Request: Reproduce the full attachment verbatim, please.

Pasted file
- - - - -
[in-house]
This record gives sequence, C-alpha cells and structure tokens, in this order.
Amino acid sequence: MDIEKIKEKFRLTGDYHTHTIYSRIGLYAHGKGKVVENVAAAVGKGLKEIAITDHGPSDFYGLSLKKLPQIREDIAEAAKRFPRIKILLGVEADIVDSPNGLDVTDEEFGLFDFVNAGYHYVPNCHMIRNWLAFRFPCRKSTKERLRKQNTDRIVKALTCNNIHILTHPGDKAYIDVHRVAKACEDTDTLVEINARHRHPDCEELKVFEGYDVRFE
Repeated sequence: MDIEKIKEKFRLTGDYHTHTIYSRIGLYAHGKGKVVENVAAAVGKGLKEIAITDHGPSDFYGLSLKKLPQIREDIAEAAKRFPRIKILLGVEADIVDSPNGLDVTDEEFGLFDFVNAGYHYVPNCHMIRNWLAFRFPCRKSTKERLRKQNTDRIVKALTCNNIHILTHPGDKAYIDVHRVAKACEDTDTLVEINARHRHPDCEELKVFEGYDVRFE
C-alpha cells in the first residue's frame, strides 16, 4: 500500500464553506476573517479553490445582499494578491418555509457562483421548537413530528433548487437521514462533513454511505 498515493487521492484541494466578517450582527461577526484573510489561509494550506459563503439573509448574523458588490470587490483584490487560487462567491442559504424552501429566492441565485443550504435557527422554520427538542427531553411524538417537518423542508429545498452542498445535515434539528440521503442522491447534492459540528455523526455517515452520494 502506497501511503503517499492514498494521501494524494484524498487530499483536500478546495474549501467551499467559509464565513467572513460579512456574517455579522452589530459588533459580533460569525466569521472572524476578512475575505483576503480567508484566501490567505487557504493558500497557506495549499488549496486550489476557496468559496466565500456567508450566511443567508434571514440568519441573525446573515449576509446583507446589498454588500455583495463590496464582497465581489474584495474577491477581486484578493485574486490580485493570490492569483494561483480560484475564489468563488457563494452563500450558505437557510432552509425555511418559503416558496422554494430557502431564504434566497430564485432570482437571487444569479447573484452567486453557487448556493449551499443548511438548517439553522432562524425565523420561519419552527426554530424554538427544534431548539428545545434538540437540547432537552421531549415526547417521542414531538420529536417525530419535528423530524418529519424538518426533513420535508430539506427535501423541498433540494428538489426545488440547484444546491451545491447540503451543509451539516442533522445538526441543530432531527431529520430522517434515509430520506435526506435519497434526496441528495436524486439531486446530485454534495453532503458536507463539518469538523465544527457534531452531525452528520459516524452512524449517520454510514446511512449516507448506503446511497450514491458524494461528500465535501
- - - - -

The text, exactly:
[in-house]
This record gives sequence, C-alpha cells and structure tokens, in this order.
Amino acid sequence: MDIEKIKEKFRLTGDYHTHTIYSRIGLYAHGKGKVVENVAAAVGKGLKEIAITDHGPSDFYGLSLKKLPQIREDIAEAAKRFPRIKILLGVEADIVDSPNGLDVTDEEFGLFDFVNAGYHYVPNCHMIRNWLAFRFPCRKSTKERLRKQNTDRIVKALTCNNIHILTHPGDKAYIDVHRVAKACEDTDTLVEINARHRHPDCEELKVFEGYDVRFE
Repeated sequence: MDIEKIKEKFRLTGDYHTHTIYSRIGLYAHGKGKVVENVAAAVGKGLKEIAITDHGPSDFYGLSLKKLPQIREDIAEAAKRFPRIKILLGVEADIVDSPNGLDVTDEEFGLFDFVNAGYHYVPNCHMIRNWLAFRFPCRKSTKERLRKQNTDRIVKALTCNNIHILTHPGDKAYIDVHRVAKACEDTDTLVEINARHRHPDCEELKVFEGYDVRFE
C-alpha cells in the first residue's frame, strides 16, 4: 500500500464553506476573517479553490445582499494578491418555509457562483421548537413530528433548487437521514462533513454511505 498515493487521492484541494466578517450582527461577526484573510489561509494550506459563503439573509448574523458588490470587490483584490487560487462567491442559504424552501429566492441565485443550504435557527422554520427538542427531553411524538417537518423542508429545498452542498445535515434539528440521503442522491447534492459540528455523526455517515452520494 502506497501511503503517499492514498494521501494524494484524498487530499483536500478546495474549501467551499467559509464565513467572513460579512456574517455579522452589530459588533459580533460569525466569521472572524476578512475575505483576503480567508484566501490567505487557504493558500497557506495549499488549496486550489476557496468559496466565500456567508450566511443567508434571514440568519441573525446573515449576509446583507446589498454588500455583495463590496464582497465581489474584495474577491477581486484578493485574486490580485493570490492569483494561483480560484475564489468563488457563494452563500450558505437557510432552509425555511418559503416558496422554494430557502431564504434566497430564485432570482437571487444569479447573484452567486453557487448556493449551499443548511438548517439553522432562524425565523420561519419552527426554530424554538427544534431548539428545545434538540437540547432537552421531549415526547417521542414531538420529536417525530419535528423530524418529519424538518426533513420535508430539506427535501423541498433540494428538489426545488440547484444546491451545491447540503451543509451539516442533522445538526441543530432531527431529520430522517434515509430520506435526506435519497434526496441528495436524486439531486446530485454534495453532503458536507463539518469538523465544527457534531452531525452528520459516524452512524449517520454510514446511512449516507448506503446511497450514491458524494461528500465535501